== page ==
Friday, 29 March 2013

Shots in the Dark

"I know that you believe you understand what you think I said, but I'm not sure you realize that what you heard is not what I meant." -- Robert McCloskey

Have you ever thought that no matter how much you try something, it's never enough?  Yeah, I figured as much.

I should be celebrating the holiday weekend with my family but instead I feel overwhelmed.  I've been spending a large portion of every day for the last year looking for a part-time job so that I can earn some extra money while the munchkin is in school.  My ideal scenario would be freelance writing or blogging about a subject that I'm very familiar with, like genealogy.

I tried marketing myself as a genealogist but I only had one bite in six months.  Then after I had done some work for the person, she told me that she couldn't pay me.

Also I registered with web sites whose purpose is to pair up freelance writers with potential employers.  Again, only one contract offered after six months of applications and letters.  Then that contract was terminated early because the person thought I wasn't working fast enough despite the fact that he had given me no deadline for the project.

I don't qualify for the majority of jobs that would require me to work with the public because I am not fluently bilingual (which you have to be in this crazy province).

So here I am, still no employment.  And now my husband wants to leave our current lodgings.  Not because we can't afford it, but because he feels the management of the building is not taking proper care of things, the rent is being raised (again) without any sign of improvement to the facilities, and they don't seem to be listening to our concerns.  Personally I don't want to move.  We're close to everything, the munchkin's school is two blocks away, and we have friends in the surrounding area.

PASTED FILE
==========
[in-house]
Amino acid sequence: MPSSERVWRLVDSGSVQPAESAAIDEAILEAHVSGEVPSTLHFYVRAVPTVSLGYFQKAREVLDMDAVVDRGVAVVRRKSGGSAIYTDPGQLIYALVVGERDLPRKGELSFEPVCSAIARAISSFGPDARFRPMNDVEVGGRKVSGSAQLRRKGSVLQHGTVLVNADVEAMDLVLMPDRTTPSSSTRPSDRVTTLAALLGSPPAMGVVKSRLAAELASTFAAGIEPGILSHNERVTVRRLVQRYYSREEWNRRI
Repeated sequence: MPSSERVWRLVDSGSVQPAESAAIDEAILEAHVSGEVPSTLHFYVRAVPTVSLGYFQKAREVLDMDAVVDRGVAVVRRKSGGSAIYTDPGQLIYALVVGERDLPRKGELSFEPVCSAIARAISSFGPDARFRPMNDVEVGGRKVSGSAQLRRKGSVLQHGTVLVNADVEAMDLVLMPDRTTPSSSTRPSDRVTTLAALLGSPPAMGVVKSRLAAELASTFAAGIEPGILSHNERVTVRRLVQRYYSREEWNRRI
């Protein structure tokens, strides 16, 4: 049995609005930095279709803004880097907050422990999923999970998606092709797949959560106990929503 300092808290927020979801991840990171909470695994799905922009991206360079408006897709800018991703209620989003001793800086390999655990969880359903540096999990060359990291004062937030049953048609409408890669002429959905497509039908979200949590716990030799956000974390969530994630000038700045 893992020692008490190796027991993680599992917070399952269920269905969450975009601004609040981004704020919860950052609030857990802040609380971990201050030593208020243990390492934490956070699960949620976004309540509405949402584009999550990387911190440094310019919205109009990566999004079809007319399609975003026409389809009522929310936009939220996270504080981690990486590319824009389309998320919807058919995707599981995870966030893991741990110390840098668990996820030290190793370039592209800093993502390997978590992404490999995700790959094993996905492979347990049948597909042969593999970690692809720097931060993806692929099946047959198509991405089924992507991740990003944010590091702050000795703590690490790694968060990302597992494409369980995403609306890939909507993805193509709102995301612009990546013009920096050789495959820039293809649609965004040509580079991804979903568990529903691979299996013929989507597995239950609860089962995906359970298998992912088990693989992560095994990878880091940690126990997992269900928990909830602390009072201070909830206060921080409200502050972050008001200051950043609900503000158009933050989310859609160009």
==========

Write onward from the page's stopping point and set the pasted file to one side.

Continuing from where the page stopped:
I've spoken to the building manager but he informed me that nothing can be done until the end of April.  I've spoken to my husband but he seems to have made up his mind already.

Everyone hears but nobody is listening.

Thursday, 21 March 2013

Manners and Common Sense

"In my opinion, we don't devote nearly enough scientific research to finding a cure for jerks." -- Bill Watterson

I have often wondered if parents are simply not teaching basic manners, or if it's a "teenager" thing to disrespect everyone to the point of landing themselves in more trouble.  And when they do get into trouble, no matter how serious, they often laugh it off as if it were a big game.

An 18-year-old Florida girl giggles during a bail hearing and flips the bird at the judge, who immediately increases her sentence.

An Ohio teen on trial for murder smirks the whole time, and then utters profane statements and gives the finger to his victims and their families.

Two teenage girls tweet death threats toward a rape victim, and are promptly arrested.

Not to mention the hundreds of Quebec student "protesters" that were arrested for vandalizing businesses and damaging police vehicles.

Such behaviour isn't limited to teenagers, either.  I once witnessed a high-speed car chase through a residential neighbourhood that was precipitated by one of the drivers cutting off the other at an intersection.  The driver behind was flashing his high-beams and grinning like a Cheshire cat.  Both drivers appeared to be grown adults.